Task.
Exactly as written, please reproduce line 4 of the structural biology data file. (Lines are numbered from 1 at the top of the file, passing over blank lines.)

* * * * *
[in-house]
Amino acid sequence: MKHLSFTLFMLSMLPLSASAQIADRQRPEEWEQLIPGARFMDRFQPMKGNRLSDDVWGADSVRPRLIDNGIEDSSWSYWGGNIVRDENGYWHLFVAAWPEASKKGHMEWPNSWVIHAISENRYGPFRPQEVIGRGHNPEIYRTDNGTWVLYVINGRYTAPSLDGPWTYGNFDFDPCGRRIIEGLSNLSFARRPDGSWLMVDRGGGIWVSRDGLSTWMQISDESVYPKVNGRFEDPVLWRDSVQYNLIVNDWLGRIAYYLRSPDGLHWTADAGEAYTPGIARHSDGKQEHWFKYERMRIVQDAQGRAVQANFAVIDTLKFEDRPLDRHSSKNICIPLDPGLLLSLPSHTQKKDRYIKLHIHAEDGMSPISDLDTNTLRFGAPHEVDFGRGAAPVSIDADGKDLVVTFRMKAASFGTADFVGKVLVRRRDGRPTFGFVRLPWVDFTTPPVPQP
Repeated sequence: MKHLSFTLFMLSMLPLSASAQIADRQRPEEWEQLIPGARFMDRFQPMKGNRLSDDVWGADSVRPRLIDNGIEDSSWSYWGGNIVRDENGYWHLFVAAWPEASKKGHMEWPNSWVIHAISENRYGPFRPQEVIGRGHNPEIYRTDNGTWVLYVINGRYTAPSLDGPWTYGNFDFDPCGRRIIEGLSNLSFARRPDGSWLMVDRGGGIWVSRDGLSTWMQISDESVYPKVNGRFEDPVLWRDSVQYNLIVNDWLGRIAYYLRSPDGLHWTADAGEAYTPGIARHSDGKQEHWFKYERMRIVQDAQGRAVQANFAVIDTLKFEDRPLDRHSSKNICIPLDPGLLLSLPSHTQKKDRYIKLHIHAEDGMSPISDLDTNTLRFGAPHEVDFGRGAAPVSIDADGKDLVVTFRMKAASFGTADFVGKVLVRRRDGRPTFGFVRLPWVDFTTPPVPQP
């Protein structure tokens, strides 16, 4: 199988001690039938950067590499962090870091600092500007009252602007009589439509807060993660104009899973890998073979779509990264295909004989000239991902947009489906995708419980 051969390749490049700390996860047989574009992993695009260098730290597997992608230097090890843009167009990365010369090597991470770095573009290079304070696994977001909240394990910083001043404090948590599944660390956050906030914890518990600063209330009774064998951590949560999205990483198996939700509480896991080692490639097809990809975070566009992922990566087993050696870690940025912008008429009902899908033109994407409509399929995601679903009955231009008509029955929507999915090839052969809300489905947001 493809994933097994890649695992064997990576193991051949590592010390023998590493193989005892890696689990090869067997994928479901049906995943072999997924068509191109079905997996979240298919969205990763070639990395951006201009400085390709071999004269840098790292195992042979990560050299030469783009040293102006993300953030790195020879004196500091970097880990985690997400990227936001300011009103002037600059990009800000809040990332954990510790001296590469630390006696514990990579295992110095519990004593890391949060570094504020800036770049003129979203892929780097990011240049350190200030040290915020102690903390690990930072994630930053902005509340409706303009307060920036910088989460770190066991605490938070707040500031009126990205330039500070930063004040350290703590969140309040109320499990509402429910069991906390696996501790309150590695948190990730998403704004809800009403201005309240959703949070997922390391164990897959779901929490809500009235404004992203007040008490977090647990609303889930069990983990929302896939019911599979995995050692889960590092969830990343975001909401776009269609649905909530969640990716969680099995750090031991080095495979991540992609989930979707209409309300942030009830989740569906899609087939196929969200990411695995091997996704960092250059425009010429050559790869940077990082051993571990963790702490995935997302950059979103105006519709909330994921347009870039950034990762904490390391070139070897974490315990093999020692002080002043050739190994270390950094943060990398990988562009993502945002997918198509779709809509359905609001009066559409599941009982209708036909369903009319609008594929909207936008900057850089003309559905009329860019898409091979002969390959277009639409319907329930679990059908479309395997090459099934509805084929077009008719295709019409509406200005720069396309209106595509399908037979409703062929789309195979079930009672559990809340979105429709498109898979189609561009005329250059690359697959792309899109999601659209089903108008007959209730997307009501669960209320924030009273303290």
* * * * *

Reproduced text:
């Protein structure tokens, strides 16, 4: 199988001690039938950067590499962090870091600092500007009252602007009589439509807060993660104009899973890998073979779509990264295909004989000239991902947009489906995708419980 051969390749490049700390996860047989574009992993695009260098730290597997992608230097090890843009167009990365010369090597991470770095573009290079304070696994977001909240394990910083001043404090948590599944660390956050906030914890518990600063209330009774064998951590949560999205990483198996939700509480896991080692490639097809990809975070566009992922990566087993050696870690940025912008008429009902899908033109994407409509399929995601679903009955231009008509029955929507999915090839052969809300489905947001 493809994933097994890649695992064997990576193991051949590592010390023998590493193989005892890696689990090869067997994928479901049906995943072999997924068509191109079905997996979240298919969205990763070639990395951006201009400085390709071999004269840098790292195992042979990560050299030469783009040293102006993300953030790195020879004196500091970097880990985690997400990227936001300011009103002037600059990009800000809040990332954990510790001296590469630390006696514990990579295992110095519990004593890391949060570094504020800036770049003129979203892929780097990011240049350190200030040290915020102690903390690990930072994630930053902005509340409706303009307060920036910088989460770190066991605490938070707040500031009126990205330039500070930063004040350290703590969140309040109320499990509402429910069991906390696996501790309150590695948190990730998403704004809800009403201005309240959703949070997922390391164990897959779901929490809500009235404004992203007040008490977090647990609303889930069990983990929302896939019911599979995995050692889960590092969830990343975001909401776009269609649905909530969640990716969680099995750090031991080095495979991540992609989930979707209409309300942030009830989740569906899609087939196929969200990411695995091997996704960092250059425009010429050559790869940077990082051993571990963790702490995935997302950059979103105006519709909330994921347009870039950034990762904490390391070139070897974490315990093999020692002080002043050739190994270390950094943060990398990988562009993502945002997918198509779709809509359905609001009066559409599941009982209708036909369903009319609008594929909207936008900057850089003309559905009329860019898409091979002969390959277009639409319907329930679990059908479309395997090459099934509805084929077009008719295709019409509406200005720069396309209106595509399908037979409703062929789309195979079930009672559990809340979105429709498109898979189609561009005329250059690359697959792309899109999601659209089903108008007959209730997307009501669960209320924030009273303290």